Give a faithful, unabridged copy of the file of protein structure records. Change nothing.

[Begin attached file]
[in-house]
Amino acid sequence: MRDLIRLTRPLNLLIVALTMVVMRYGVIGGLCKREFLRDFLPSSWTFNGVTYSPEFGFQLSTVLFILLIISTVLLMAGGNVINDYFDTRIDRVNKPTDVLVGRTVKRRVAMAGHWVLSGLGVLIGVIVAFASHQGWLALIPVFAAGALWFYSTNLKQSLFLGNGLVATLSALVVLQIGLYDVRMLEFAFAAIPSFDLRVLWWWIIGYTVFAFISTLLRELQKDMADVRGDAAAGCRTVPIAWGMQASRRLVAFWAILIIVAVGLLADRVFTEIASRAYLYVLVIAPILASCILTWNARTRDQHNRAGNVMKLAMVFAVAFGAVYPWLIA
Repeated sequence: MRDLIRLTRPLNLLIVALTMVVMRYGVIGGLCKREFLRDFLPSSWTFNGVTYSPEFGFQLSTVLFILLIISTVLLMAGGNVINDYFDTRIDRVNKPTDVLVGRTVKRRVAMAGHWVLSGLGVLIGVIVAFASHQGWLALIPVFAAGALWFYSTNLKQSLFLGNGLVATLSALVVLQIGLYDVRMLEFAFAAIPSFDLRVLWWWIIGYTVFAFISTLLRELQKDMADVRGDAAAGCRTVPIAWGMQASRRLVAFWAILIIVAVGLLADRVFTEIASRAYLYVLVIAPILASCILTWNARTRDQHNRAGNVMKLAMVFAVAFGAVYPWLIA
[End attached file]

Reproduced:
[in-house]
Amino acid sequence: MRDLIRLTRPLNLLIVALTMVVMRYGVIGGLCKREFLRDFLPSSWTFNGVTYSPEFGFQLSTVLFILLIISTVLLMAGGNVINDYFDTRIDRVNKPTDVLVGRTVKRRVAMAGHWVLSGLGVLIGVIVAFASHQGWLALIPVFAAGALWFYSTNLKQSLFLGNGLVATLSALVVLQIGLYDVRMLEFAFAAIPSFDLRVLWWWIIGYTVFAFISTLLRELQKDMADVRGDAAAGCRTVPIAWGMQASRRLVAFWAILIIVAVGLLADRVFTEIASRAYLYVLVIAPILASCILTWNARTRDQHNRAGNVMKLAMVFAVAFGAVYPWLIA
Repeated sequence: MRDLIRLTRPLNLLIVALTMVVMRYGVIGGLCKREFLRDFLPSSWTFNGVTYSPEFGFQLSTVLFILLIISTVLLMAGGNVINDYFDTRIDRVNKPTDVLVGRTVKRRVAMAGHWVLSGLGVLIGVIVAFASHQGWLALIPVFAAGALWFYSTNLKQSLFLGNGLVATLSALVVLQIGLYDVRMLEFAFAAIPSFDLRVLWWWIIGYTVFAFISTLLRELQKDMADVRGDAAAGCRTVPIAWGMQASRRLVAFWAILIIVAVGLLADRVFTEIASRAYLYVLVIAPILASCILTWNARTRDQHNRAGNVMKLAMVFAVAFGAVYPWLIA